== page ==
Professional Copy Editing

Professional copy editing and formatting at a reasonable price.

What I do for you:StrandBooks

  • The usual spelling and grammar fixes
  • Look for weak words and sentences and suggest alternatives while keeping your “voice”.
  • Note logical problems if I spot them (should have been handled by a good story/plot editor)
  • Note errors in facts if I spot them (contrary to what I tell my friends, I don’t know EVERYTHING)
  • Format for eBook publication by Amazon
  • Anything else that I notice (such as info-dumps, slow starts, etc. that the story editor left unfixed)

Charges:

I’d love to quote a flat, per-word fee, but that would be unfair to authors who bring me a fairly “clean” manuscript. Naturally, I’ll bid a troubled work higher than I will a clean one. If it’s truly a major mess, I’ll suggest you work on it some more, rather than spend a bundle (I know that eBooks rarely sell enough to pay for major work, but I’ll take your money if you insist). See Rates for complete info.

How to get started:

  • Contact me using the contact form to make sure I have a free slot for you.
  • If I do, I’ll ask for your complete manuscript (Not docx! Doc or rtf is fine)
  • I’ll “work” a random section(s) to see how much time it takes
  • I’ll return the marked-up manuscript segment, so you can see how I work, along with an estimate
  • If we’re both happy with the deal, I’ll be sending you pieces and comments as I work your ms so that it’s not all dumped on you at the last minute. And yes, I expect you to respond in a reasonable amount of time to questions and problems we encounter (I realize you may be writing in your spare time before/after work).

Featured Book of the Week

(Books I’ve given 4 or 5 stars)

Spinward Fringe Origins
by Tim LaHay & Jerry B. Jenkins

4 stars

A thoroughly enjoyable story. Rather long, but that’s a plus in this case. A bunch of military and ex-military types, living on a super-sized space station in the middle of nowhere, meet in a war-game simulation. Trouble is, they don’t belong there.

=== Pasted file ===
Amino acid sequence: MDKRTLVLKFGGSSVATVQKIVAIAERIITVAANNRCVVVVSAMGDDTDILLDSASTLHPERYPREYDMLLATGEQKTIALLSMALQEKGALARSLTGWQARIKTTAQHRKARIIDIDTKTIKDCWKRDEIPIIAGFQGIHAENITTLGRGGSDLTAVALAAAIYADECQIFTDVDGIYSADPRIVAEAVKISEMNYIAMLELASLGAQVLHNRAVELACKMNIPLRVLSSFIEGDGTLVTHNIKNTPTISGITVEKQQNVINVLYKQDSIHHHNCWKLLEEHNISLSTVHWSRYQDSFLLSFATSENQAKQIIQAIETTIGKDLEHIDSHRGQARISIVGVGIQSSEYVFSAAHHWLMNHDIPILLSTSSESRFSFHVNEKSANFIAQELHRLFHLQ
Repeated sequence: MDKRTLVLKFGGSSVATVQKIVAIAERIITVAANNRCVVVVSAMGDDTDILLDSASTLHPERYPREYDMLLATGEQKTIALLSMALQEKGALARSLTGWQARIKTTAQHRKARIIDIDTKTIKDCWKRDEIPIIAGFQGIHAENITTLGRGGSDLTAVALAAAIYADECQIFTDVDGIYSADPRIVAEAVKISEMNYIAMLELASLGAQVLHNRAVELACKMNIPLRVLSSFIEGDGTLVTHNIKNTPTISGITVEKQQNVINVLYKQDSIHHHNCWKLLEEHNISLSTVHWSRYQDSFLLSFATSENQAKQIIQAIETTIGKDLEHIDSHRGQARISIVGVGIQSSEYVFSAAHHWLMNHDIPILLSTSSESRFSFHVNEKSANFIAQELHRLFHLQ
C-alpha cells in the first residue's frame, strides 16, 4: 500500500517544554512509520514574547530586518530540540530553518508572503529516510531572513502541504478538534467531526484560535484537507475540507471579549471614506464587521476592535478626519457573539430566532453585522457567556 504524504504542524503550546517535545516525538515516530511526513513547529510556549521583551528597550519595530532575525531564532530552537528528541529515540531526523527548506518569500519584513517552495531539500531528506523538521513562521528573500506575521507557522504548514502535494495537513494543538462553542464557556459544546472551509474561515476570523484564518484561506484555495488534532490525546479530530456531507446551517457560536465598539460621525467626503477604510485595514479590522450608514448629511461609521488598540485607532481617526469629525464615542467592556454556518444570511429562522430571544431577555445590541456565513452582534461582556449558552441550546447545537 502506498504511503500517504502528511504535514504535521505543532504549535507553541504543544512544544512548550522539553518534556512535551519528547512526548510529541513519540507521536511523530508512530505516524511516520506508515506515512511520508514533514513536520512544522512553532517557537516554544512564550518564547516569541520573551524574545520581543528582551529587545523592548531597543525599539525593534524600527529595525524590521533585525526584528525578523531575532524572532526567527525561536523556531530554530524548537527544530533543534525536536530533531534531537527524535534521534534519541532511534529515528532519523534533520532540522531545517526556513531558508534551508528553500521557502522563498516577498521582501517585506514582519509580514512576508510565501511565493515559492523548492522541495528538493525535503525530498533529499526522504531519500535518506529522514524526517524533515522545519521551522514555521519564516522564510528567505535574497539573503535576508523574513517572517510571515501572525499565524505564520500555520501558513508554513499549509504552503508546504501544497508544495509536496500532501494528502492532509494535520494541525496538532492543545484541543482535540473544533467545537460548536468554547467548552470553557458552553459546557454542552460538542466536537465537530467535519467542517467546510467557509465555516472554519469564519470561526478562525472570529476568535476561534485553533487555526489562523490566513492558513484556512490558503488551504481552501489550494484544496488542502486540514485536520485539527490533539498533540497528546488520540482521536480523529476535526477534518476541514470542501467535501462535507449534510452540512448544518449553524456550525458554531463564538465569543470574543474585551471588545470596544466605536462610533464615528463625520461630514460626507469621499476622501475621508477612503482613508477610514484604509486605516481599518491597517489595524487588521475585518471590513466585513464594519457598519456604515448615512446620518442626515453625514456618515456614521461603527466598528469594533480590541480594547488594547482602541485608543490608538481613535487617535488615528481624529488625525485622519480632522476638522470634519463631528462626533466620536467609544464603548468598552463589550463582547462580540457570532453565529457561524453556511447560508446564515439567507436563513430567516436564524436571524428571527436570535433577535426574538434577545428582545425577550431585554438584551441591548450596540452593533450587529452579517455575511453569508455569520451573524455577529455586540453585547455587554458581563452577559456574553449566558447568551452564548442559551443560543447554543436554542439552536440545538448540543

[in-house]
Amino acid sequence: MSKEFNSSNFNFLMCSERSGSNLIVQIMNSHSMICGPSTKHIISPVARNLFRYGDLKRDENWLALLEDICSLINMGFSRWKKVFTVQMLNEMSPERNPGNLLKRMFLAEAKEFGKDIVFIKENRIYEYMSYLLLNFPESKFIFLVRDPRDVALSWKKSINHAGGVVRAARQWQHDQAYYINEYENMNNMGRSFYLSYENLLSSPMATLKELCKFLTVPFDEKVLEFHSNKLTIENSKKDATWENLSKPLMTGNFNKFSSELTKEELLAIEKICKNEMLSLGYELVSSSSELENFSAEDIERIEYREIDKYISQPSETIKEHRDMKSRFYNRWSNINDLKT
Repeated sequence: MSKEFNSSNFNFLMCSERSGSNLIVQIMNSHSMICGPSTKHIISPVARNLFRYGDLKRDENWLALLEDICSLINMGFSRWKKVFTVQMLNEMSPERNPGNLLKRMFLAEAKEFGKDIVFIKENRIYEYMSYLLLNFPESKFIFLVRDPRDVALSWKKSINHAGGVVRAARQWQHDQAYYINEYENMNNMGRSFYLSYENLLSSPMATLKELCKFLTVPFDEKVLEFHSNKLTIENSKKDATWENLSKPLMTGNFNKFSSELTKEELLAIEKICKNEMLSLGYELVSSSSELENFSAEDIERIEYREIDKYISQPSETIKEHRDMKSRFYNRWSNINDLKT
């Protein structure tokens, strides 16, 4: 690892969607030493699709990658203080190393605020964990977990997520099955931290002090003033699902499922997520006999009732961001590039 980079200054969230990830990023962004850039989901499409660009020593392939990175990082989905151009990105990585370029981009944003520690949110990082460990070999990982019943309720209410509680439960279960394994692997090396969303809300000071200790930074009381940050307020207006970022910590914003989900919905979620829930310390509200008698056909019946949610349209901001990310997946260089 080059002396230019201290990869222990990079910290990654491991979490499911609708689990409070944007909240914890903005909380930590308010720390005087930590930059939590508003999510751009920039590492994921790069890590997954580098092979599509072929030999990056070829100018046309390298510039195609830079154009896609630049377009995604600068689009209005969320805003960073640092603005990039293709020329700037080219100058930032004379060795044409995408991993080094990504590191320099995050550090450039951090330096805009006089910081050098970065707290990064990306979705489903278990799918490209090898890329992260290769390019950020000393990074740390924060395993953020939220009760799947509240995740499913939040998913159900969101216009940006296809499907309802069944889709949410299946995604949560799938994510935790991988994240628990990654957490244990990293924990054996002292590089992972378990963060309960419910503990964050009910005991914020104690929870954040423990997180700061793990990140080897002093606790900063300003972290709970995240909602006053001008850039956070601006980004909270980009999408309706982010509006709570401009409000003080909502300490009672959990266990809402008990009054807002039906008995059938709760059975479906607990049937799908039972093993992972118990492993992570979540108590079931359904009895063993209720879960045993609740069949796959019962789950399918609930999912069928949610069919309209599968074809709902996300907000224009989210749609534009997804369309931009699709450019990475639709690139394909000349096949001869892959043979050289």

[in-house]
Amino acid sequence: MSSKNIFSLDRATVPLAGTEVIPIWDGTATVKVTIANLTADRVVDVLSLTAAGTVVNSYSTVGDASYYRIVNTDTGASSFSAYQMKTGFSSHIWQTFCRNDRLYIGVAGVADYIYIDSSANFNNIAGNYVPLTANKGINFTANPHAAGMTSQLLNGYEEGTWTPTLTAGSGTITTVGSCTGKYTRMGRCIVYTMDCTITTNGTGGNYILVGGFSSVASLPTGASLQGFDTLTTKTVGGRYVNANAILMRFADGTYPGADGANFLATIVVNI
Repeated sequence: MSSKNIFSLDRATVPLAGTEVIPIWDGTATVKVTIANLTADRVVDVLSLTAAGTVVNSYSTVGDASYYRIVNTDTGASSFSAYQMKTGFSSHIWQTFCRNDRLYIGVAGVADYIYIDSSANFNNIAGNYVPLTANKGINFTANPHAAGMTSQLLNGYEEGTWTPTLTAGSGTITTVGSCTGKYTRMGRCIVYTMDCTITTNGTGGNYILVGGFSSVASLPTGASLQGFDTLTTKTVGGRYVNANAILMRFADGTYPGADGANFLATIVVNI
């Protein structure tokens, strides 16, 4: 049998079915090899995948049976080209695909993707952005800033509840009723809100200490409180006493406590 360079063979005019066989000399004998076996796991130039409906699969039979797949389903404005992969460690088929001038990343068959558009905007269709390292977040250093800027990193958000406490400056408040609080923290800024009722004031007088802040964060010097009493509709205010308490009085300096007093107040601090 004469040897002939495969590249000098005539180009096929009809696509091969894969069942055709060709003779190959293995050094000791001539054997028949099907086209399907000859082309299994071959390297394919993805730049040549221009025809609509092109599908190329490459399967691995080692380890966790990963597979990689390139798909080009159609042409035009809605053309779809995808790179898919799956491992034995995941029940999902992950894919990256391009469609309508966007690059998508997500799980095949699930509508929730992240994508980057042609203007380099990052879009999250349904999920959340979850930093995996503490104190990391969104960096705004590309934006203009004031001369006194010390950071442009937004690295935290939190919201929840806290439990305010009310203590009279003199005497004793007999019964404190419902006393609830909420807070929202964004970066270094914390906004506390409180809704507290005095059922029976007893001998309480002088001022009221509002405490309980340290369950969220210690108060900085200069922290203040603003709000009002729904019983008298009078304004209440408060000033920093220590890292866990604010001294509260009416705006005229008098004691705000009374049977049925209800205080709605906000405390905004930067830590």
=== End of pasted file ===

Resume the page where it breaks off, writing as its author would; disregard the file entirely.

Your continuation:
Now, here is one of the two points that kept me from giving it 5 stars:

Point 1: The one of the participants tips off the military and they military is impressed by their performance. Seems this is a simulation used for training, and the team has been beating the sox off their best. Soooo, they draft those that aren’t already in the military and send them off in an old-model ship on a believable mission.

Point 2: One of two of the “rah-rah” speeches the skipper gives the crew were downright embarrassing to read. It sounded like a teenage geek trying to hype up a crew. The average high-school quarterback could do better. In fact, the “hero” seems to be the wish-fulfillment of an author who is a war gaming geek. Everyone who works with or for him worships him. Never mind that he has no previous command experience.

Fortunately, these problems happen early in the book and after that, things get interesting. Lalonde can write a very believable battle scene that had me on the edge of my (mental) seat. The problems the ship and its crew face are “real” to a reader (at least to me). The entire “ride” was one that often had me staying up past my bedtime so I could get to the end of a scene.

Another annoyance (for me): Although the story has an ending of sorts, there’s a huge cliffhanger at the end to ensure you pick up the next book in the series. Some people thrive on that; I don’t. So, it’s a personal thing that may not bother you.

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